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When you hear the phrase Primary Care Physician, do you know who that is? Let me introduce you.
I grew up in a small town. Our town was lucky enough to have our own doctor. Our town’s doctor was Dr. Sanders, and he was my doctor. In fact, he took care of everyone in my family. We went to him for sports and school physicals every year, and saw him when we had a stomach ache or a cold. When I fell and took out the corner of the coffee table with my chin, Dr. Sanders stitched me up. He took care of all that, times hundreds, every day. He was our town doctor for decades, until he retired at age 70.
We also called Dr. Sanders our “family doctor.” Today, he would be called a primary care physician, or PCP. A PCP may practice family medicine, general medicine, pediatrics, women’s health or geriatrics.
While medicine has changed a lot over the years, the role of the primary care physician hasn’t changed much. He or she is still e the one who takes care of you through all of the ups and downs of your health. And it is who you would call first when you have a health problem. If you said “I need to call the doctor,” this is “the doctor” you would mean.
The Pew Research Center has a study that showed that 1 out of 3 adult Americans in our modern day “cough and click culture” – meaning they go to the web first for health information. While the web is a good place for health information, it isn’t the best place to go if you have symptoms and want to know what the real problem is. It can’t take the place of a health care expert who can run tests, talk through your symptoms and make sure you see a specialist if needed. For example, the fatigue and joint pain you are having may lead you to worry that you have Lupus, a chronic and devastating disease. A doctor may quickly rule out Lupus and may instead trace your problems to lack of sleep, stress, certain meds or other root causes that can be an easy fix.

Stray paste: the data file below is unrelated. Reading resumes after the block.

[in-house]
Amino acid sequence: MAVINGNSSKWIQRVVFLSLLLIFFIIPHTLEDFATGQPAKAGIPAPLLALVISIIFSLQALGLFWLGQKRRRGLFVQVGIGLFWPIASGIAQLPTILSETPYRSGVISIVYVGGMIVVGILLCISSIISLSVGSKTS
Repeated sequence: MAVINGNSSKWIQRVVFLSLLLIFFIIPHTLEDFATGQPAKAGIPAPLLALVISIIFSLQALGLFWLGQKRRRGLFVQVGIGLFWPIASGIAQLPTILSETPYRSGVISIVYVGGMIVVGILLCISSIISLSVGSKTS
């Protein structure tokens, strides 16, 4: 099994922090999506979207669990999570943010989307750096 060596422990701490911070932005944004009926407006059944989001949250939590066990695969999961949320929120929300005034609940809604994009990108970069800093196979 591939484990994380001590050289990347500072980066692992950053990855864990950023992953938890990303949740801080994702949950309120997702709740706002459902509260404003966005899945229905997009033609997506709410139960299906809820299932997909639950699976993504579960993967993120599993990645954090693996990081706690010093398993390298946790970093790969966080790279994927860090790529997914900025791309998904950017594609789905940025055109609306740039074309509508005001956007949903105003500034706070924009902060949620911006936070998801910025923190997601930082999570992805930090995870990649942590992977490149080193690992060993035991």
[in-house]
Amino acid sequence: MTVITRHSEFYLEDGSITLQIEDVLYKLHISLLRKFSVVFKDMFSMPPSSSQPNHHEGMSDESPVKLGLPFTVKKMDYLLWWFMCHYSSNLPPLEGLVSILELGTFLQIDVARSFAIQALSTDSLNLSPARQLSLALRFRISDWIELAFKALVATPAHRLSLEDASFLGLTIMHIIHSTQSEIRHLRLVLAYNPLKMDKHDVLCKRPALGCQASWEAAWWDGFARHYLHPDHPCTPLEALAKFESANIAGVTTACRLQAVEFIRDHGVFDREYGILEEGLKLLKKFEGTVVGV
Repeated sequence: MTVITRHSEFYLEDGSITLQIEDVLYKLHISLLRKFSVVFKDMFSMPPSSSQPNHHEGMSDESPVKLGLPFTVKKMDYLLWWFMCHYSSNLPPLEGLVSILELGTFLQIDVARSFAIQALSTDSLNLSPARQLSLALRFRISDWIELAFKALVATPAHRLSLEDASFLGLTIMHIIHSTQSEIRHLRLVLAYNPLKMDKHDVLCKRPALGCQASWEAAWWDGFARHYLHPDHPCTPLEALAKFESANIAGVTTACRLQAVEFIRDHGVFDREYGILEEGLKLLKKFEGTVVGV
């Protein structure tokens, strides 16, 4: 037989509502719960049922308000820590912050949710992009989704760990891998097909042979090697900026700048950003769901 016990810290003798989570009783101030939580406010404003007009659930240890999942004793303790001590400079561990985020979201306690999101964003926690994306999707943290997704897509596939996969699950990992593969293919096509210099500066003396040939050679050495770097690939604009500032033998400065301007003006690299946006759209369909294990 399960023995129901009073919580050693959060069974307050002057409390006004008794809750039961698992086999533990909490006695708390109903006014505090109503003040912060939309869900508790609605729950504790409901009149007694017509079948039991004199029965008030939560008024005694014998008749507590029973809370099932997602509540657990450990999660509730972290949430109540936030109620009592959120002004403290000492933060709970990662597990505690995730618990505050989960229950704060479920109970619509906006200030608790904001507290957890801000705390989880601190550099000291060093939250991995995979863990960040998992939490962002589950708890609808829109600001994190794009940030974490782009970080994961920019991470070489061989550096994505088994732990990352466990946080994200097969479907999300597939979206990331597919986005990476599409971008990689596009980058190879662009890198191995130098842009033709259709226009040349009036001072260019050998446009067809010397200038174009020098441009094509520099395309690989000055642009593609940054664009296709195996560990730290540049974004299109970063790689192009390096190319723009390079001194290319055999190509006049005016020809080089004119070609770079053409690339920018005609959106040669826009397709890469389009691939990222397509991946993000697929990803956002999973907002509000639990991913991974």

If you have “your” doctor, or PCP, you are already on your way to better health. Having your own personal doctor is one of the most important thing you can do for your health. It means you’ll have someone in your corner making sure you get the care you need.
Do You Have an HMO Plan?That doctor-patient relationship is at the center of an HMO plan. An HMO, or Health Maintenance Organization, relies on the PCP to manage your health in order to control your costs and keep your health on track. Your HMO, Your PCP and You To make the most of your relationship with your PCP and get the most out of your HMO, keep these tips in mind:
So, What's the Difference Between a PCP and an HCP?
According to UC Berkely, a Health Care Practitioner (HCP) is a person who has been trained in a specific kind of medicine to help target health issues. These can be doctors, nurses or specialists.
Most often a doctor (MD), a primary care provider (PCP) is a health care practitioner who manages a patient’s health over a long period of time. This is a care provider who sees people that have common medical concerns or are seeing preventive care. A PCP can also be a physician assistant or a nurse practitioner.
Both will file claims with your insurance provider. Long story short, a PCP is a type of HCP, but an HCP might not be a PCP. It is always a good idea to talk to your doctor—by that we mean your PCP-- about any other treatments that you receive from a specialist or other provider or HCP. Make sense?
To get information about your health plan or need to find a PCP, log on to Blue Access for Members and use our Provider Finder, a search tool that lists the providers who are part of your HMO plan’s provider network.
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